FDA Warns of Lung Problems in Infants Treated With Diazoxide

Disclosures

July 16, 2015

Clinicians need to watch for signs of pulmonary hypertension in infants treated with the antihypoglycemia drug diazoxide (Proglycem, Merck) and discontinue it if they appear, the US Food and Drug Administration (FDA) announced today.

The agency said it has identified 11 cases of pulmonary hypertension in infants receiving diazoxide in the medical literature and in its FDA Adverse Event Reporting System since 1973, when the drug was approved. Once diazoxide was stopped, the pulmonary hypertension resolved or improved in each case.

Usually administered in the hospital, diazoxide blocks the release of insulin from the pancreas, which helps increase blood glucose.

Clinicians as well as parents and caregivers should monitor infants treated with diazoxide for signs of respiratory distress, which include flaring nostrils, grunting, unusual chest movements, rapid breathing, difficulty feeding, or a bluish tint to the lips or skin. The need for such monitoring is especially important for infants with risk factors for pulmonary hypertension such as meconium aspiration syndrome, respiratory distress syndrome, transient tachypnea of the newborn, pneumonia, sepsis, congenital diaphragmatic hernia, and congenital heart disease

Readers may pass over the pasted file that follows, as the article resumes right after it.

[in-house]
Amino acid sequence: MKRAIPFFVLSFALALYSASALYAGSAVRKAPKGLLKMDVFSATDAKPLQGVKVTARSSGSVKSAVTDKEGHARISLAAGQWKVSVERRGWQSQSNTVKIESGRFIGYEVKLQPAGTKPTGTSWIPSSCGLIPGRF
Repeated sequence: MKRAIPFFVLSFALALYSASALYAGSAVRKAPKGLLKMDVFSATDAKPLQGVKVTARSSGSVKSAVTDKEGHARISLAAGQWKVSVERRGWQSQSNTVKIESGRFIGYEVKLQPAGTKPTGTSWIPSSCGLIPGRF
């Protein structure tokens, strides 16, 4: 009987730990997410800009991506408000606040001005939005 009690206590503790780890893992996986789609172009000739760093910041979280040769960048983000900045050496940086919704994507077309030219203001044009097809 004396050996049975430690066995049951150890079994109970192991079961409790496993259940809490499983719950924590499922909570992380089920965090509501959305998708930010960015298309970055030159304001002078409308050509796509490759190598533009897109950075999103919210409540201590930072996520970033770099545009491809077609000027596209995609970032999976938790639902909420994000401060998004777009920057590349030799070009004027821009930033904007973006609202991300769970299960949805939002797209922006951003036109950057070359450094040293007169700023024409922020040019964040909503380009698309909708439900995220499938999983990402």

More information about today's announcement is available on the FDA's website.

To report problems with diazoxide, contact MedWatch, the FDA's safety information and adverse event reporting program, by telephone at 1-800-FDA-1088; by fax at 1-800-FDA-0178; online at https://www.accessdata.fda.gov/scripts/medwatch/medwatch-online.htm; with postage-paid FDA form 3500, available at https://www.fda.gov/MedWatch/getforms.htm; or by mail to MedWatch, 5600 Fishers Lane, Rockville, Maryland 20852-9787.

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